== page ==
Let’s go.

On with the first colour.

Ok, so I’ve already run off a few prints here, hence the mess. One thing I will say about this process is that it gets very, very messy very quickly. Printing on your floor means you get into all sorts of weird positions and predicaments, and you need a lovely girlfriend / boyfriend / dogsbody to continue taking pictures for you.

In case you’re wondering, I’m using Daler System 3 acrylics and medium at about a 60 / 40 mix. I’m aligning the postcards top-left in the frame.

Forty prints later and I’m pretty happy.

There’s something really satisfying about seeing a load of prints all racked up together like this, especially when they’ve been cobbled together in your own flat!

I won’t bore you with the details of printing the black – it’s basically a second run through of this process with a different colour and another screen.

One thing that is worth noting is that I had to make another card frame for the second colour; the first one had warped beyond usable with the moisture of the first. Given my time again I’d make it out of thicker card and put thicker card down on the floor.

But here we have it. Thirty-five decent screen-prints out of forty using DIY gear and only one out of registration! Bring on the next postcard…

After the printing is done, you can wash out the stencil and keep it for another print run.

If any of you want more detail on how this was done, feel free to drop me an email or leave a comment.

Have fun!

Sketchbook stuff

Thursday, September 30th, 2010

Here are some scans from my sketchbooks.

These pages are pretty typical of what I fill my books with, trying out different pens, sticking stuff  in etc. For me, sketchbooks are a dumping ground for quick, rough ideas and I try never to get too precious about what goes into them.

More often than not I’ll just quickly doodle a lot of ideas down and end up doing nothing with 90% of what I draw. Amidst the chaos though, there’ll occasionally be one or two characters that I like the look of; the shape of a head here, a nose there, and oh those feet look cool…

Whilst it’s a different approach from other artists who fill their books with beautifully finished pieces, it works for me – partly because I’ve had the idea of rapid iteration and quick idea generation drummed into me through various jobs. I also find it quite liberating to just scribble down stream of consciousness stuff!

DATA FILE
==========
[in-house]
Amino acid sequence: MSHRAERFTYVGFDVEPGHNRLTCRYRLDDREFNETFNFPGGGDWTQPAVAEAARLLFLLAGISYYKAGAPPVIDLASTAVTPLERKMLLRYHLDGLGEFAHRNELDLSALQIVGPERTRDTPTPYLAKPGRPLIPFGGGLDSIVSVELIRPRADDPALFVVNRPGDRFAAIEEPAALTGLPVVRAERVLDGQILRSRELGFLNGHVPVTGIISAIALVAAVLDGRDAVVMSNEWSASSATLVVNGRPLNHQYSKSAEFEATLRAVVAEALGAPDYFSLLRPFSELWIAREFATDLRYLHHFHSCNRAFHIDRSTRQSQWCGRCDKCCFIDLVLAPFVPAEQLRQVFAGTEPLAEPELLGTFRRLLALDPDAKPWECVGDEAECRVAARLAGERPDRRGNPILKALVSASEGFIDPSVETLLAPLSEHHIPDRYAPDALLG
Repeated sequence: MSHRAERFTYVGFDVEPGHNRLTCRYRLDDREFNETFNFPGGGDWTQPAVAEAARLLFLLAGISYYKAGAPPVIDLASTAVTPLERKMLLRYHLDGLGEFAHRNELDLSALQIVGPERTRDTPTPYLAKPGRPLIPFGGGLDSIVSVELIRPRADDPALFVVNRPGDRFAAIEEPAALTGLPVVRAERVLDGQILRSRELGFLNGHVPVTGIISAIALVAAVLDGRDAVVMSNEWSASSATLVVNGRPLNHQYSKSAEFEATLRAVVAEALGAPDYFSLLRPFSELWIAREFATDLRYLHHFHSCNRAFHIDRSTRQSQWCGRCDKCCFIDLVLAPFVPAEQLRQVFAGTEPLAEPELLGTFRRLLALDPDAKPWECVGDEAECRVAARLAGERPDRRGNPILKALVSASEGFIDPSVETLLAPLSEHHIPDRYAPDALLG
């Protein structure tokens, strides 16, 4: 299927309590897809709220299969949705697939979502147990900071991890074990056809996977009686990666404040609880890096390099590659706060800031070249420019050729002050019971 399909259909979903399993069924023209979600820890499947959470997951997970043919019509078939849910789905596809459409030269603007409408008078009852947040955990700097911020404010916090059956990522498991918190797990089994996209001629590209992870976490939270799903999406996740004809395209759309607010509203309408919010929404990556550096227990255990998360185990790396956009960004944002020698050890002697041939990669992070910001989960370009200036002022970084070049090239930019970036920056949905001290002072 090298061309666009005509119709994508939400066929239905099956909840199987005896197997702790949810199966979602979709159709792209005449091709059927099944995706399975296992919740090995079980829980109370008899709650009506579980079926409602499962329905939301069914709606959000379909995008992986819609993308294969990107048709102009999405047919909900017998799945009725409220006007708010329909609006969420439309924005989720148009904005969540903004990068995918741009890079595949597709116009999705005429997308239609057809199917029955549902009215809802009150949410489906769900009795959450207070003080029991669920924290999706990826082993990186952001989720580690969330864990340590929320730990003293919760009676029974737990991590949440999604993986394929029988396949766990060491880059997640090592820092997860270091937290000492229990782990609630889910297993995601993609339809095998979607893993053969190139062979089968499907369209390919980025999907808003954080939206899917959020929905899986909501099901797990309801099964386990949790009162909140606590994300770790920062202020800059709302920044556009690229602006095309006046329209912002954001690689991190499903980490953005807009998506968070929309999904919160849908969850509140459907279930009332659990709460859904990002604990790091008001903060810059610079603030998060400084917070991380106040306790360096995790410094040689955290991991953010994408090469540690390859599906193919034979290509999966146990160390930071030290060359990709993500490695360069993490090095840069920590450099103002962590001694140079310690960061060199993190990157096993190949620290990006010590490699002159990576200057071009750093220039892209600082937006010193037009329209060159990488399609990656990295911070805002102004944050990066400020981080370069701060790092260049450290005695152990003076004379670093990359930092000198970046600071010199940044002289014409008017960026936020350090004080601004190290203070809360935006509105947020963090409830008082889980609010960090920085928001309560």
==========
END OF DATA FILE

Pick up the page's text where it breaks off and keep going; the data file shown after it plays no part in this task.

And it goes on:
If you get the seed of an idea down you can always work it up later.

More 3D…

Friday, July 16th, 2010

Did a bit more work on the cowboy.

I decided the gun was looking a bit weedy so beefed it up and got onto the unwrapping and texturing. I’ve also overlaid an old paper texture on the render to help get a feel for the vintage / handmade look I’m aiming for. The paper is actually from an old piece of sheet music that I picked up at a car boot sale – I love how you can work found / tangible stuff into digital creations!

Much more can be made of this yet, the clothing probably needs a bit of work and I’m looking forward to rigging and posing him, then making the 2D backdrops.

Cowboy textured

Yee-haw 3D! In progress

Sunday, July 4th, 2010

I started this a while ago and thought it might be nice to post up some work in progress for once.

Occasionally I like to get my 3D brain fired up, and this character is an evolution of the 2D cowboy I posted up a while back. I’d really like to style him in the same way I do my drawn characters – similar palettes, textures and a hand drawn 2D backdrop.

I love the Pams food animation from Jonny kofoed and no doubt similar techniques will inspire me here. I’ll keep you posted..

Cowboy model